The Robotic Nanofarm Grows Delicious Greens in Your Kitchen
For the average city dweller, fresh food is an exotic luxury that usually costs more than packaged fare. Most urban flats are not blessed with extensive land for personal agriculture, after all. Even if they were, the knowledge and attentiveness required to grow delicious produce is fast disappearing from public consciousness. Nanofarm might be the answer.
This glass-fronted device removes every last drop of effort from the cultivation process, tending your chosen crop without the need for outside assistance. It even has artificial lighting, meaning the dingiest basement can become an underground allotment.
To start growing, Nanofarm owners first need to purchase some seeds from Replantable, the two-man startup behind this project. The seeds arrive in “Plant Pads” — flexible sheets that contain all the required nutrients for the crop to flourish. The seeds are organic, and there are numerous crops to choose from, including beets, radishes, herbs, and lettuce.
The front door of the Nanofarm opens like a microwave, allowing for the Plant Pad to be placed within, along with a water-filled tray. The controls are ludicrously straightforward: choose the length of the harvest cycle, and press start. High-efficiency LEDs bathe the seedlings in light, while tinted glass prevents the glare from escaping.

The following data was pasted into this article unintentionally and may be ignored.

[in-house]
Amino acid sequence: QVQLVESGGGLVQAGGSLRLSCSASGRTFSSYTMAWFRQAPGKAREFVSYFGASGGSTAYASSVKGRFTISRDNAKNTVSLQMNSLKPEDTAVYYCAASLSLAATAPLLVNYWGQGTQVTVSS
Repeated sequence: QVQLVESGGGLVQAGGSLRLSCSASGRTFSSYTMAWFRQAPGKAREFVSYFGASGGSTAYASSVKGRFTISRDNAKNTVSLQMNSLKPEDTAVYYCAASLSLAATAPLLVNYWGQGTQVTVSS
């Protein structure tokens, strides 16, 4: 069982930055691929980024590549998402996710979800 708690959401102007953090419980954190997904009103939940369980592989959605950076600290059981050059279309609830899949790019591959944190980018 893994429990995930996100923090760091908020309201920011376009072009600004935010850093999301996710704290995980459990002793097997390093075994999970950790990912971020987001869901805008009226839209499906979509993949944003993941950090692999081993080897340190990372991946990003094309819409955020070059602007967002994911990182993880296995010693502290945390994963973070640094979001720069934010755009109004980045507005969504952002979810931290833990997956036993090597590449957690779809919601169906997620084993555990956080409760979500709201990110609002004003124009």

[tweet_box]Nanofarm removes every last drop of effort from the cultivation process[/tweet_box]
When the crop is ready, the harvest indicator light comes on. The Nanofarm does not pick the produce, but this seems like a reasonable task for any human to endure, along with placing the water tray in the dishwasher. Once these two chores are completed, the process can begin again.
The device itself is built from sturdy materials — wood, aluminum, tempered glass, steel — and units can be stacked to form tower-block gardens. Five Nanofarms use the same power as one 60-watt light bulb. There is barely room for improvement.
The only caveat in the Nanofarm vision relates to expense. At $350 plus $50 shipping, the device is not cheap, and Plant Pads cost $8 each. That said, the project is still in its infancy, with Kickstarter fundraising in full swing. With the financial impetus of early adopters, the Nanofarm may yet start a revolution in affordable home-grown food.
Would you grow your own with Nanofarm, or stick with cultivating herbs in your window? Tell us in the comments!